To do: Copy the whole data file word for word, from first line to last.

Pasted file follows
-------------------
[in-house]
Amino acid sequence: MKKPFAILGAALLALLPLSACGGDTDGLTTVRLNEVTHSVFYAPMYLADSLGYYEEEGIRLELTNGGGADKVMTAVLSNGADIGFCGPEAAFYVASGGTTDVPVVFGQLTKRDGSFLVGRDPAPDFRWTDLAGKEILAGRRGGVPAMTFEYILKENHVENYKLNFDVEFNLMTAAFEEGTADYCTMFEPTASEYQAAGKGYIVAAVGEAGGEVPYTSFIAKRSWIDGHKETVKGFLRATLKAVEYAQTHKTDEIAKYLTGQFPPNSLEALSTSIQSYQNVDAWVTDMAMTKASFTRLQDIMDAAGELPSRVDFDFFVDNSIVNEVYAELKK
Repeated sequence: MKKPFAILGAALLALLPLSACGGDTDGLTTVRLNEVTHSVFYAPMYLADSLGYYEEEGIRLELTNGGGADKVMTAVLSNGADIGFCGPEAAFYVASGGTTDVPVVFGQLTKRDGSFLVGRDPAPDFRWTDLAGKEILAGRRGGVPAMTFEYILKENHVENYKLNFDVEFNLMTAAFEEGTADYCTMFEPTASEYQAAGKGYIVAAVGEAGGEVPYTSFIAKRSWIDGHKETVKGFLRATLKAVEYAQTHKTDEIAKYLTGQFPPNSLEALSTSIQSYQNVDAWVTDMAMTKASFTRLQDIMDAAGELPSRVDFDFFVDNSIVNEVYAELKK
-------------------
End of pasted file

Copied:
[in-house]
Amino acid sequence: MKKPFAILGAALLALLPLSACGGDTDGLTTVRLNEVTHSVFYAPMYLADSLGYYEEEGIRLELTNGGGADKVMTAVLSNGADIGFCGPEAAFYVASGGTTDVPVVFGQLTKRDGSFLVGRDPAPDFRWTDLAGKEILAGRRGGVPAMTFEYILKENHVENYKLNFDVEFNLMTAAFEEGTADYCTMFEPTASEYQAAGKGYIVAAVGEAGGEVPYTSFIAKRSWIDGHKETVKGFLRATLKAVEYAQTHKTDEIAKYLTGQFPPNSLEALSTSIQSYQNVDAWVTDMAMTKASFTRLQDIMDAAGELPSRVDFDFFVDNSIVNEVYAELKK
Repeated sequence: MKKPFAILGAALLALLPLSACGGDTDGLTTVRLNEVTHSVFYAPMYLADSLGYYEEEGIRLELTNGGGADKVMTAVLSNGADIGFCGPEAAFYVASGGTTDVPVVFGQLTKRDGSFLVGRDPAPDFRWTDLAGKEILAGRRGGVPAMTFEYILKENHVENYKLNFDVEFNLMTAAFEEGTADYCTMFEPTASEYQAAGKGYIVAAVGEAGGEVPYTSFIAKRSWIDGHKETVKGFLRATLKAVEYAQTHKTDEIAKYLTGQFPPNSLEALSTSIQSYQNVDAWVTDMAMTKASFTRLQDIMDAAGELPSRVDFDFFVDNSIVNEVYAELKK